Ahmednagar (Ahmadnagar), a town of the province of Bombay, 122 miles E. of Bombay, is the third city of the Deccan. It was Jounded in 1494 by Ahmed Nizam Shah. In 1797 it fell into the hands of the Mahrattas, and in 1817 became British. It became a municipality in 1855; and possesses a good supply of water by means of aqueducts. Strong carpets, cotton and silk cloths, and copper and brass pots, are manufactured here. Pop. 42,492.
Aidin (Guzel-Hissar), a town of western Asia Minor, on the Meander, 60 miles SE. of Smyrna by rail, is the capital of a province, and was built out of the ruins of the ancient Tralles. The trade is important in morocco leather, cotton, and fruit. Pop. 37,000.
Aigues-Mortes (Aig Mort), a town (pop. 4787) in the French dep. of Gard, in an extensive salt-marsh, 3 miles from the Mediterranean by a canal. In the middle ages, when the sea came much nearer the town, it was a very important Mediterranean harbour.
Ailsa Craig, a rocky islet of Ayrshire, 10 miles W. by N. of Girvan. Rising abruptly out of the sea to a height of 1114 feet, it is about 2 miles in circumference, and is accessible only at one point. The rock is a mass of trap, assuming in some places a distinctly columnar form. On the NW., perpendicular cliffs rise to a height of from 200 to 300 feet; on the other sides, the Craig descends to the sea with a steep slope. Till the erection of a lighthouse (1883-86), the only inhabitants were goats, rabbits, and wild-fowl; solan geese, in particular, breeding in the cliffs in countless numbers. About 200 feet from the summit are some springs, and on the ledge of a crag on the eastern front, are the remains of an ancient stronghold. In 1831, the Earl of Cassillis, the proprietor of Ailsa Craig, was raised to the dignity of Marquis of Ailsa. Pop. about 30 in all.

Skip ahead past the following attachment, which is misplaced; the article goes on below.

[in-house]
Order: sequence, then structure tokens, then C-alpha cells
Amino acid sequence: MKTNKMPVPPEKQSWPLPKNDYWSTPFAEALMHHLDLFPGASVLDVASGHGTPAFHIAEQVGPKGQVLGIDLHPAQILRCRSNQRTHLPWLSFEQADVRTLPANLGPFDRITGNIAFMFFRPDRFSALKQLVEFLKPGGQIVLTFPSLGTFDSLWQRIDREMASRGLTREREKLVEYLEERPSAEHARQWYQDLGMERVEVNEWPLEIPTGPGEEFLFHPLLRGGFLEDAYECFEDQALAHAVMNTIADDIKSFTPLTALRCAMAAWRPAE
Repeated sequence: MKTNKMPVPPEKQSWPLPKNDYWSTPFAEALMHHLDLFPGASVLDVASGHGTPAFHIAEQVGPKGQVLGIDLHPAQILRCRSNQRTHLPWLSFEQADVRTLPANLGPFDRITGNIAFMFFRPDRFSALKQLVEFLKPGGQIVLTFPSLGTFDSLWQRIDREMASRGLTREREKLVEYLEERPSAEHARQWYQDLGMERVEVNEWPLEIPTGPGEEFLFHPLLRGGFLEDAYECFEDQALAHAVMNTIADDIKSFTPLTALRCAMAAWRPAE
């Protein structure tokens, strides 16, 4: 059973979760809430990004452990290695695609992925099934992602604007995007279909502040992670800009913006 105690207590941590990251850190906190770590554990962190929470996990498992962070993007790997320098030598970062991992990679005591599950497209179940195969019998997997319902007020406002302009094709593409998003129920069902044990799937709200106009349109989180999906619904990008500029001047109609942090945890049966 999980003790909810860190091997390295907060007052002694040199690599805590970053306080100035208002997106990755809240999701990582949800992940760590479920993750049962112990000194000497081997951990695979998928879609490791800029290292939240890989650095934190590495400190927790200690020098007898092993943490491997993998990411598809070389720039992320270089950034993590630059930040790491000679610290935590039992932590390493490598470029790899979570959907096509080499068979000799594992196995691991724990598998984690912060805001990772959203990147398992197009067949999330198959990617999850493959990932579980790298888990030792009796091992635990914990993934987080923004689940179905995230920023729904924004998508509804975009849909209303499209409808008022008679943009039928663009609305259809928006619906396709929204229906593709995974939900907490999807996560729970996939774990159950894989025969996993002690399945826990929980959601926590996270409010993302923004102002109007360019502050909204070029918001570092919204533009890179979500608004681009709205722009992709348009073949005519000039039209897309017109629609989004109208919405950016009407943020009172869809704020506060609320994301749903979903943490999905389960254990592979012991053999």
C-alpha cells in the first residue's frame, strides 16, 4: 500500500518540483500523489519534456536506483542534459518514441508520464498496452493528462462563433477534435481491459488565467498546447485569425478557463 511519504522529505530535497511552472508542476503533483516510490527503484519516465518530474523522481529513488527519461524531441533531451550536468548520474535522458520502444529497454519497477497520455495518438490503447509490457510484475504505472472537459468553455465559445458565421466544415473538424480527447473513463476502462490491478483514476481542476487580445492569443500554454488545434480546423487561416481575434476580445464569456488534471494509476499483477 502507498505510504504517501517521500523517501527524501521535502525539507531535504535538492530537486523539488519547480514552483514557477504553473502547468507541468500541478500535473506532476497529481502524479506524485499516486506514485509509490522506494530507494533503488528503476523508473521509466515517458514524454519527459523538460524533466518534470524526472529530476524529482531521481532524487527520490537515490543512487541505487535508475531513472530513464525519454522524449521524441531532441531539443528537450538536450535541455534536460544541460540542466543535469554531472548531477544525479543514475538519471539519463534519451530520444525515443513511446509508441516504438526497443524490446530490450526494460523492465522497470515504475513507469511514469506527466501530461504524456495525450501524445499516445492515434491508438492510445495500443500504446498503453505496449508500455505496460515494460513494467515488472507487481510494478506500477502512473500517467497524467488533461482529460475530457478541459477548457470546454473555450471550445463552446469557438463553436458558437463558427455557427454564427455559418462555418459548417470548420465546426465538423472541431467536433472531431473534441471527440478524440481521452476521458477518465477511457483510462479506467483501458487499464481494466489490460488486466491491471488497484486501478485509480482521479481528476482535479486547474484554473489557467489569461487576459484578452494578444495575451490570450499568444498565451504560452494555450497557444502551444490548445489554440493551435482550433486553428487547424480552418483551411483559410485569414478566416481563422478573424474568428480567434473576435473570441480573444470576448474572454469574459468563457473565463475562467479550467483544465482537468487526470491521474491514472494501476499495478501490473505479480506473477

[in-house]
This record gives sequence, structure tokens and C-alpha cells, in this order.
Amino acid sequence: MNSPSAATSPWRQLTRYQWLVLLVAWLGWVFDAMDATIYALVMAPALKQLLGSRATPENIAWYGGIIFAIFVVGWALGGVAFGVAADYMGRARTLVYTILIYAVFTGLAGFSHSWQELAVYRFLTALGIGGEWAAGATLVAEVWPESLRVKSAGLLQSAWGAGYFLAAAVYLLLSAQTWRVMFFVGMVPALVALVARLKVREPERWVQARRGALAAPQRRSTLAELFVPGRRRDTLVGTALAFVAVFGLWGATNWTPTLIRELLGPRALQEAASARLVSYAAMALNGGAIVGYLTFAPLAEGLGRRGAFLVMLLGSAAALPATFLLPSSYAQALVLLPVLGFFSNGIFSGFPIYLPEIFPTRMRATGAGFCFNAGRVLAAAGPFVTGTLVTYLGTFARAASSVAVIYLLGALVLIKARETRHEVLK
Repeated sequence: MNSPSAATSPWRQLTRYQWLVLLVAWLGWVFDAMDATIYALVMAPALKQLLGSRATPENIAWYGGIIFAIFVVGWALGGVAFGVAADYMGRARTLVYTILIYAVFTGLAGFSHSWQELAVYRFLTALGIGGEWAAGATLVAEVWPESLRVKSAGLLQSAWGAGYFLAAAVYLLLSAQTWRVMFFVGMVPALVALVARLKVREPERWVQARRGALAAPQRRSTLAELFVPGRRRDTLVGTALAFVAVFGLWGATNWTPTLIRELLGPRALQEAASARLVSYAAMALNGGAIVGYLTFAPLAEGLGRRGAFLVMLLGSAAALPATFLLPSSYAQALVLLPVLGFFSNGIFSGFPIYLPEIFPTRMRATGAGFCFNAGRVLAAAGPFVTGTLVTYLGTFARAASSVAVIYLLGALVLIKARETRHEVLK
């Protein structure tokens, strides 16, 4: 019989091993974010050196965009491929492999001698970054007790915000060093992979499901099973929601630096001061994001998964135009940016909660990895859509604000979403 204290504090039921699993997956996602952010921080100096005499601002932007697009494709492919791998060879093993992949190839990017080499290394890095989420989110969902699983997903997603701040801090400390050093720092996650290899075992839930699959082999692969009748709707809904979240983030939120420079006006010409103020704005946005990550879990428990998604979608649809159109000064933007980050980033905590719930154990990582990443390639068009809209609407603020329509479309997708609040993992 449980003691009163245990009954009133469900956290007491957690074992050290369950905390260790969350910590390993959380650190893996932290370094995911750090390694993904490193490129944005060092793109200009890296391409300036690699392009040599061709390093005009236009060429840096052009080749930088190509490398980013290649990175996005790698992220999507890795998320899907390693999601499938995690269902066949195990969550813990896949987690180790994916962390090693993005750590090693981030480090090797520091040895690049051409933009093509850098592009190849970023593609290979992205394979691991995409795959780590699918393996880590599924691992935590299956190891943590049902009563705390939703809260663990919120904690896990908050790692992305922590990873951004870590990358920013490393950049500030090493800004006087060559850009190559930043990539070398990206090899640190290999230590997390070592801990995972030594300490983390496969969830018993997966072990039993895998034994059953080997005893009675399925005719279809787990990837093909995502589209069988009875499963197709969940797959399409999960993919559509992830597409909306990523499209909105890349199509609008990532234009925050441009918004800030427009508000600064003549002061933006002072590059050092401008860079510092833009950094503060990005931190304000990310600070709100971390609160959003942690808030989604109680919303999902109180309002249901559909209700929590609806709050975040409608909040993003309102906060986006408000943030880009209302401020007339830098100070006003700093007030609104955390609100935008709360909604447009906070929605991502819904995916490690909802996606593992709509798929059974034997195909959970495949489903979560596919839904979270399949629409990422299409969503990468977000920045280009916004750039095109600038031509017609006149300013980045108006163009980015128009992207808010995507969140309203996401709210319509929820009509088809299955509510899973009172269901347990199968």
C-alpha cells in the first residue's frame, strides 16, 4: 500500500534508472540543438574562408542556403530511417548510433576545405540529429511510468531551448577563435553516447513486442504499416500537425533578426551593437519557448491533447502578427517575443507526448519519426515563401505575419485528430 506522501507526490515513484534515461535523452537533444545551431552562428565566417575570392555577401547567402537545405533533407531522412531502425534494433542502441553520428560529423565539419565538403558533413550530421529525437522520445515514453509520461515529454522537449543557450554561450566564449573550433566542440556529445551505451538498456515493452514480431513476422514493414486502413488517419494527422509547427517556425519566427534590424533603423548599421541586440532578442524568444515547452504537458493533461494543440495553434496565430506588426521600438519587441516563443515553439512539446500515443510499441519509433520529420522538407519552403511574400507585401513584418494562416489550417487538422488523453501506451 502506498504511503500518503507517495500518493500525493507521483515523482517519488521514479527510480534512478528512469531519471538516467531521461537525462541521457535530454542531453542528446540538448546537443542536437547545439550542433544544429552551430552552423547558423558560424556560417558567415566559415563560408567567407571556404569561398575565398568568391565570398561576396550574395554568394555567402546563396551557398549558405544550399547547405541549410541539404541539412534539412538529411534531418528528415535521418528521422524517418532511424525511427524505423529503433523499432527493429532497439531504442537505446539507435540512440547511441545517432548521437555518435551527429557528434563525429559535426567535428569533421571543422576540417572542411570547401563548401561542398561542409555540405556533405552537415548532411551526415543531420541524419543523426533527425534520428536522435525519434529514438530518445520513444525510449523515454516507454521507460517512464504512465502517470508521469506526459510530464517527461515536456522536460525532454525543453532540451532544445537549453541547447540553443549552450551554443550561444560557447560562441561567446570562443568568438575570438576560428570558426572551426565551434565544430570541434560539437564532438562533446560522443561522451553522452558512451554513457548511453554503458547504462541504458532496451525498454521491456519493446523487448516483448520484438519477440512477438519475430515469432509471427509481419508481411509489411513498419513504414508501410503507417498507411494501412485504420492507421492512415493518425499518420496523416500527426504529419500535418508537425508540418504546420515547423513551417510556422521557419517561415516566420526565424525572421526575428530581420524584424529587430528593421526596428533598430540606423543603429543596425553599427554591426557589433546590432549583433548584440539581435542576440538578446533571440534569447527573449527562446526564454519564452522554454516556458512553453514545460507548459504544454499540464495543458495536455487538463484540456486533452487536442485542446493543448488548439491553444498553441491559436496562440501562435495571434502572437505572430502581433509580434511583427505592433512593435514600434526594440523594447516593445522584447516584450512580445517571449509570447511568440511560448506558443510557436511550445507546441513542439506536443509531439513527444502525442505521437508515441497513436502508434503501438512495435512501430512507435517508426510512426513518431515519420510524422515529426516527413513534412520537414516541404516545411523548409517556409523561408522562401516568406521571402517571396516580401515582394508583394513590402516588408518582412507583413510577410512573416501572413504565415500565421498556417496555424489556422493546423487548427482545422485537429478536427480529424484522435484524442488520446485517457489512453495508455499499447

Ain, an eastern dep. of France, separated from Savoy by the Rhone. The eastern part is mountainous, with summits 5000 to 6500 feet high. Bourg is the capital. Area, 2239 sq. m.; pop. (1891) 356,907; (1901) 350,416.
Aira Force, a waterfall, 80 feet high, near the west shore of Ullswater.
Airdrie, a flourishing municipal burgh in NE. Lanarkshire, 2 miles E. by N. of Coatbridge, and 11 E. of Glasgow. Standing on the high-road between Edinburgh and Glasgow, near the Monk-land Canal and the North British Railway, it owes its prosperity to the abundance of coal and ironstone in the vicinity. The weaving of cotton goods is carried on, as are also iron-founding, silk-weaving, and paper-making. Since 1832 it has united with Falkirk, etc. to send a member to parliament. Pop. (1831) 6594; (1861) 12,918; (1891) 15,133, or, with suburbs, 19,135.